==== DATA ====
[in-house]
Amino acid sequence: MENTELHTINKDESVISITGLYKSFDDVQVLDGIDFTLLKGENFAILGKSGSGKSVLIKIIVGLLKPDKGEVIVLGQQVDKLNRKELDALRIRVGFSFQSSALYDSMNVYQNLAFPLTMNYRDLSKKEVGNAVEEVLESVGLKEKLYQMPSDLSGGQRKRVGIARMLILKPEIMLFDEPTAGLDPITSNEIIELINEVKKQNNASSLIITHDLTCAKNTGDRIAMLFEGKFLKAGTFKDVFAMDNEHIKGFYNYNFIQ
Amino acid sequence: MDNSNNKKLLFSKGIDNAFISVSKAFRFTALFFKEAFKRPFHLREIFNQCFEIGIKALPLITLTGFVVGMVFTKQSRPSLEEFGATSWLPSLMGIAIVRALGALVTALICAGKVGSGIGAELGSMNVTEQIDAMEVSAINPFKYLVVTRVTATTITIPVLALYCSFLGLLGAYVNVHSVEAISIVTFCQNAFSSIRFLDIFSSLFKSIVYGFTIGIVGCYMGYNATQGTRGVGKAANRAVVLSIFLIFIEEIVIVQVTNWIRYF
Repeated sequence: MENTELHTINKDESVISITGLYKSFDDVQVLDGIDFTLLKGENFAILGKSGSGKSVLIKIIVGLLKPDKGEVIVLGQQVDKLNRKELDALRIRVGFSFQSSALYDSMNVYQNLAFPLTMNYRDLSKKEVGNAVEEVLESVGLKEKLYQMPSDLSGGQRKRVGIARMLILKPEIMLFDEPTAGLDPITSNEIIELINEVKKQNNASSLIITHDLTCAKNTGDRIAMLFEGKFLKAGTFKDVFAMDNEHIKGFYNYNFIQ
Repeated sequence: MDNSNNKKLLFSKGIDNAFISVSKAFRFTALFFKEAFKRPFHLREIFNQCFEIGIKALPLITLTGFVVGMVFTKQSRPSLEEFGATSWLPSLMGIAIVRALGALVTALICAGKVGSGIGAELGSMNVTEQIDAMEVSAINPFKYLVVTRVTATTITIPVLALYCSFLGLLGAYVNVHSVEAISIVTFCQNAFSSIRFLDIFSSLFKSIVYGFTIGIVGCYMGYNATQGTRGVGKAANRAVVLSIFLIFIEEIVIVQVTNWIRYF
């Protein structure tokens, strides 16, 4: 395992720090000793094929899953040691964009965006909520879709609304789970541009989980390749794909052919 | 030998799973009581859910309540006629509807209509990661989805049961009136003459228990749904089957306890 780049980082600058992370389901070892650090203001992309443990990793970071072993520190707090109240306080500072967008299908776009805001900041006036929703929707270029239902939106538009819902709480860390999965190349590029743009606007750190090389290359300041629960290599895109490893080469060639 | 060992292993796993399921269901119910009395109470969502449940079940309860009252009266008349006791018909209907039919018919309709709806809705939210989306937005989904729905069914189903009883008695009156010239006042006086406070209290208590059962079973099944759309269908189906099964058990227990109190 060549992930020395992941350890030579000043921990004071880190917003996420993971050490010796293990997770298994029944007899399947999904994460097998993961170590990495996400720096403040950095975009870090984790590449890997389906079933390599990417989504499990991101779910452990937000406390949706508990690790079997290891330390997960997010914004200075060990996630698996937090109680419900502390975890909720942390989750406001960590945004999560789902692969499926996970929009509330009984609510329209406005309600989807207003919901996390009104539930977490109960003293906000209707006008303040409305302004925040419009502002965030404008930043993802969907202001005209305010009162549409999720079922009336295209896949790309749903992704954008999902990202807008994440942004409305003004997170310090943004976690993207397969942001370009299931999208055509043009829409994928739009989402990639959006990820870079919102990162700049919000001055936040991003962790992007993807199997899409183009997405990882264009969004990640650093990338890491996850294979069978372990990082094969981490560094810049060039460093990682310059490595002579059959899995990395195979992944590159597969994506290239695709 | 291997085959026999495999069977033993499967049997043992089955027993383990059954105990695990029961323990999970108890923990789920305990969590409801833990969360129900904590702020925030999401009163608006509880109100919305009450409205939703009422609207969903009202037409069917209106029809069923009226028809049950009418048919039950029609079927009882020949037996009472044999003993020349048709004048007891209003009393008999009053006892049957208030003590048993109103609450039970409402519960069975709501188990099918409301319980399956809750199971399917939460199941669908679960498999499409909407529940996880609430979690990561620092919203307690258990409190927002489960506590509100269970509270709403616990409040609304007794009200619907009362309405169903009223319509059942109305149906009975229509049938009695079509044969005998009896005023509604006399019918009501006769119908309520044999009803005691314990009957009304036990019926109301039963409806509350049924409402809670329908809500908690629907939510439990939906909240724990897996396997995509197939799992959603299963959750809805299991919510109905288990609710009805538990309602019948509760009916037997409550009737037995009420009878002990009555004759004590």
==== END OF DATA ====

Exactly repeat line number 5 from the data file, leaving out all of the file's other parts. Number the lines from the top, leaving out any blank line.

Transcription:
Repeated sequence: MDNSNNKKLLFSKGIDNAFISVSKAFRFTALFFKEAFKRPFHLREIFNQCFEIGIKALPLITLTGFVVGMVFTKQSRPSLEEFGATSWLPSLMGIAIVRALGALVTALICAGKVGSGIGAELGSMNVTEQIDAMEVSAINPFKYLVVTRVTATTITIPVLALYCSFLGLLGAYVNVHSVEAISIVTFCQNAFSSIRFLDIFSSLFKSIVYGFTIGIVGCYMGYNATQGTRGVGKAANRAVVLSIFLIFIEEIVIVQVTNWIRYF